vascular_injury_during_lumbar_spine_surgery

Vascular injury during lumbar spine surgery is a relatively rare complication but can have devastating outcomes. The injury may not be apparent during surgery and can present acutely or late in various manners, and some injuries can be asymptomatic.

2013

In 3 patients presenting with massive hematuria after urinary diversion, an iliac artery pseudoaneurysm was found on imaging studies. These pseudoaneurysms were considered to be associated with a fistula between artery and pouch, causing the hematuria. All patients were successfully treated with a covered stent to exclude the pseudoaneurysm and the arteriovesical fistula. Clinical follow-up of 10 weeks, 16 months, and 27 months, respectively, showed no residual hematuria. In addition, no clinical signs of stent graft infection or thrombosis were identified during follow-up. In conclusion, the placement of a covered stent is a valuable therapeutic treatment option in the management of hematuria due to an arteriovesical fistula after urinary diversion surgery 1)

2011

Seven patients were treated with acute (n = 3) or subacute (n = 4) injuries of the common iliac artery (n = 6) or abdominal aorta (n = 1) after lumbar-spine surgery. Vascular injuries included arterial lacerations (n = 3), arteriovenous fistulas (n = 2) and pseudo-aneurysms (n = 2). The mean age of the patients was 51.7 years (30-60 years), 71.4% were women. These lesions were repaired by transluminal placement of stent grafts: Passager (n = 3), Viabahn (n = 1), Wallgraft (n = 1), Zénith (n = 1) and Advanta V12 (n = 1). Exclusion of the injury was achieved in all cases. Mortality was nil. There were no procedure-related complications. During a median follow-up of 8.7 years (range 0.3-13 years), all stent grafts remained patent.

Sealing of common iliac artery or abdominal aortic lesions as a complication of lumbar-disc surgery with a stent graft is effective and is suggested as an excellent alternative to open surgery for iatrogenic great-vessel injuries, particularly in critical conditions 2).

2016

A 35-year-old woman who underwent a right L4-5 microdiscectomy for disc herniation and 4 days postoperatively presented with a pulmonary embolus. A subsequent CT scan revealed a pseudoaneurysm and arteriovenous fistula of the right common iliac vein and artery, which gave rise to the embolus. The patient received a right iliac artery stent, and at 4 months after surgery she continues to be symptom free. This report describes the atypical presentation of vascular injury after lumbar microdiscectomy and stresses the importance of cautiously using the pituitary rongeur when removing deeper disc fragments 3).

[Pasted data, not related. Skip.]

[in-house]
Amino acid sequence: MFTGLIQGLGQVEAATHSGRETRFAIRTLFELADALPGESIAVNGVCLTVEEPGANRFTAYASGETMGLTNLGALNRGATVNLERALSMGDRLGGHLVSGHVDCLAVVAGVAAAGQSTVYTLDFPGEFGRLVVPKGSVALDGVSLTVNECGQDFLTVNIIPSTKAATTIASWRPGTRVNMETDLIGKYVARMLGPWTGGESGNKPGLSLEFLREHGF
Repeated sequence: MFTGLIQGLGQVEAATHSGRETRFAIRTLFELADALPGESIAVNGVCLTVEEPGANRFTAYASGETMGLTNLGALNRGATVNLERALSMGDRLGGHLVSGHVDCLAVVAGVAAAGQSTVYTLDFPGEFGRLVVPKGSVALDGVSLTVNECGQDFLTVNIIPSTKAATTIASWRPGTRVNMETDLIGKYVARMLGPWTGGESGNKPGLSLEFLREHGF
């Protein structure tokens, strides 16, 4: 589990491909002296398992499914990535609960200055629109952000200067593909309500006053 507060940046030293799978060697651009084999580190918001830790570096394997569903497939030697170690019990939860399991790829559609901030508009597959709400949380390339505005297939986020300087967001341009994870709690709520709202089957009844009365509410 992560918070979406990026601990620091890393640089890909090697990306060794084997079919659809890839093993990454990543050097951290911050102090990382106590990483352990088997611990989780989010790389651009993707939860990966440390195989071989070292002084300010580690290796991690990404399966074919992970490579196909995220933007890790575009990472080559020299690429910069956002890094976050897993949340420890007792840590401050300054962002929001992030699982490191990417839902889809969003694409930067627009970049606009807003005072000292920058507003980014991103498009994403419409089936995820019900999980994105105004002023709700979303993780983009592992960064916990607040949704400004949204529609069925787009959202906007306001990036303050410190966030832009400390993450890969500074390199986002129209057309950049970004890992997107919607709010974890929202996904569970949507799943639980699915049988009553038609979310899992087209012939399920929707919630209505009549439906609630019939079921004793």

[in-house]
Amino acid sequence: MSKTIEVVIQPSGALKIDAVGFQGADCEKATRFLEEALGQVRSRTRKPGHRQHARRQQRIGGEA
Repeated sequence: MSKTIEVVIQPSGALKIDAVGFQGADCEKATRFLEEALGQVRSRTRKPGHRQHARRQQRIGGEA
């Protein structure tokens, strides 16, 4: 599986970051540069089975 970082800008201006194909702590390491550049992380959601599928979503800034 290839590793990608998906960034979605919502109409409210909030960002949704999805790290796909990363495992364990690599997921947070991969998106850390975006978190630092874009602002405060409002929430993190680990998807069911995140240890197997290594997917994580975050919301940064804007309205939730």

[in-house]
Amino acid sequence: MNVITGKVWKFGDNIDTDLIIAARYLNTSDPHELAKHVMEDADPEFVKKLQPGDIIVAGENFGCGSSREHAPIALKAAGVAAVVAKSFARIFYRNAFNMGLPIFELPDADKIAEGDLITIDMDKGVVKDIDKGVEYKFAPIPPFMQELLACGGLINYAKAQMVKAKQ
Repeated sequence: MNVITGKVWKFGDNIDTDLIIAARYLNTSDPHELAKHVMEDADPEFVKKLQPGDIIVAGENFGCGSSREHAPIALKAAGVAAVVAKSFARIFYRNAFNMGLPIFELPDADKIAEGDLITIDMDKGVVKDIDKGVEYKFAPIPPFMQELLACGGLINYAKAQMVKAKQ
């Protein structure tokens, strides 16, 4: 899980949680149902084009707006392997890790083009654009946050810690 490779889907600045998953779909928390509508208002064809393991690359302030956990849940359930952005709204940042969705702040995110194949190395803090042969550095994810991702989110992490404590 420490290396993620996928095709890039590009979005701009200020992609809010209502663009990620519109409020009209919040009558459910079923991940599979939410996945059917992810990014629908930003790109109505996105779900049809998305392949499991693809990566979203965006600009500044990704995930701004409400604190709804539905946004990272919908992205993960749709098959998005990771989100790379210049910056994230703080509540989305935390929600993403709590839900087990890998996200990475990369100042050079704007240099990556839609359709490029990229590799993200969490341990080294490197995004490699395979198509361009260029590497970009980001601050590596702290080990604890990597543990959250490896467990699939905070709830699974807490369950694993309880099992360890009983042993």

2012

A 54-year-old man who presented with pain and numbness in right hip and leg. Examination was normal. A plain radiograph showed destruction of the fourth and fifth lumbar vertebras. Magnetic resonance image showed a retroperitoneal mass eroding into the adjacent vertebras. The mass was primarily misdiagnosed as a neoplasm and a percutaneous needle biopsy was recommended. Before puncture, the computed tomographic angiogram confirmed it to be a pseudoaneurysm of left common iliac artery. Then, implantation of a covered stent was undergone.

After implantation of a covered stent, the symptoms were relieved immediately. At the 12-month follow-up, the patient remained asymptomatic, and a computed tomographic angiogram revealed progressive shrinkage of the mass and significant healing of the eroded vertebras.

As an unusual complication of lumbar disc surgery, iliac pseudoaneurysm can present with radiating pain even after 13 years and erode into the adjacent vertebras producing appearances mimicking a tumor. For mass located anterior to vertebras, the percutaneous biopsy must be cautiously performed, and a contrast-enhanced computed tomographic scan is necessary 4).


1)
Haegeman S, Vaninbroukx J, Heye S, Joniau S, Van Poppel H, Oyen R, Maleux G. Pseudoaneurysm associated with an arteriovesical fistula after bladder substitution surgery definitively treated with a covered stent: a report of 3 cases. Vasc Endovascular Surg. 2013 Nov;47(8):652-5. doi: 10.1177/1538574413500724. Epub 2013 Aug 22. PubMed PMID: 23970780.
2)
Canaud L, Hireche K, Joyeux F, D'Annoville T, Berthet JP, Marty-Ané C, Alric P. Endovascular repair of aorto-iliac artery injuries after lumbar-spine surgery. Eur J Vasc Endovasc Surg. 2011 Aug;42(2):167-71. doi: 10.1016/j.ejvs.2011.04.011. Epub 2011 May 17. PubMed PMID: 21592826.
3)
Huttman D, Cyriac M, Yu W, O'Brien JR. The unusual presentation of a vascular injury after lumbar microdiscectomy: case report. J Neurosurg Spine. 2016 Mar;24(3):381-4. doi: 10.3171/2015.7.SPINE14256. Epub 2015 Dec 4. PubMed PMID: 26637063.
4)
Luan JY, Li X. A misdiagnosed iliac pseudoaneurysm complicated lumbar disc surgery performed 13 years ago. Spine (Phila Pa 1976). 2012 Dec 1;37(25):E1594-7. doi: 10.1097/BRS.0b013e318272fd3d. PubMed PMID: 22972513.
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